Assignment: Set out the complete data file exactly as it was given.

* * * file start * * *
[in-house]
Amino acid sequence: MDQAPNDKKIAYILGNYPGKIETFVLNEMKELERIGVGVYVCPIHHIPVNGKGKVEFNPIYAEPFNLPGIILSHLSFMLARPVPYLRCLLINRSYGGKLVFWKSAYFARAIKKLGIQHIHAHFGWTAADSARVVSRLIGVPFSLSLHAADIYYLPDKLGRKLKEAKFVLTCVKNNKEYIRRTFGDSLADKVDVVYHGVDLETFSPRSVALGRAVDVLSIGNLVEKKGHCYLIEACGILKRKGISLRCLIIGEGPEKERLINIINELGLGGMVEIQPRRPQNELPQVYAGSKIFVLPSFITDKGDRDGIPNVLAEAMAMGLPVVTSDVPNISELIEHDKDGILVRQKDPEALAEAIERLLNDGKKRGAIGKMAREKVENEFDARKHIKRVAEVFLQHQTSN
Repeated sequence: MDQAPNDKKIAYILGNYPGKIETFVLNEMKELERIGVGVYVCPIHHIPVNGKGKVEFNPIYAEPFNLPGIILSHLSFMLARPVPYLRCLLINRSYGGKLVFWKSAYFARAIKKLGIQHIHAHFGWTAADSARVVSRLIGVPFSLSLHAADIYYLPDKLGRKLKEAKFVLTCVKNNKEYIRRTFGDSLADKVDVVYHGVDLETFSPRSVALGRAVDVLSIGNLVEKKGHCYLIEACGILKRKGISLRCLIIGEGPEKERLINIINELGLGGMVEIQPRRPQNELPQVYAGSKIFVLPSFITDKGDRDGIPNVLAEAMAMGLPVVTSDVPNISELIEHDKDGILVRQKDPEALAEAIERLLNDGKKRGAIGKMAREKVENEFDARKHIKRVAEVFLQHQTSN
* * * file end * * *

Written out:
[in-house]
Amino acid sequence: MDQAPNDKKIAYILGNYPGKIETFVLNEMKELERIGVGVYVCPIHHIPVNGKGKVEFNPIYAEPFNLPGIILSHLSFMLARPVPYLRCLLINRSYGGKLVFWKSAYFARAIKKLGIQHIHAHFGWTAADSARVVSRLIGVPFSLSLHAADIYYLPDKLGRKLKEAKFVLTCVKNNKEYIRRTFGDSLADKVDVVYHGVDLETFSPRSVALGRAVDVLSIGNLVEKKGHCYLIEACGILKRKGISLRCLIIGEGPEKERLINIINELGLGGMVEIQPRRPQNELPQVYAGSKIFVLPSFITDKGDRDGIPNVLAEAMAMGLPVVTSDVPNISELIEHDKDGILVRQKDPEALAEAIERLLNDGKKRGAIGKMAREKVENEFDARKHIKRVAEVFLQHQTSN
Repeated sequence: MDQAPNDKKIAYILGNYPGKIETFVLNEMKELERIGVGVYVCPIHHIPVNGKGKVEFNPIYAEPFNLPGIILSHLSFMLARPVPYLRCLLINRSYGGKLVFWKSAYFARAIKKLGIQHIHAHFGWTAADSARVVSRLIGVPFSLSLHAADIYYLPDKLGRKLKEAKFVLTCVKNNKEYIRRTFGDSLADKVDVVYHGVDLETFSPRSVALGRAVDVLSIGNLVEKKGHCYLIEACGILKRKGISLRCLIIGEGPEKERLINIINELGLGGMVEIQPRRPQNELPQVYAGSKIFVLPSFITDKGDRDGIPNVLAEAMAMGLPVVTSDVPNISELIEHDKDGILVRQKDPEALAEAIERLLNDGKKRGAIGKMAREKVENEFDARKHIKRVAEVFLQHQTSN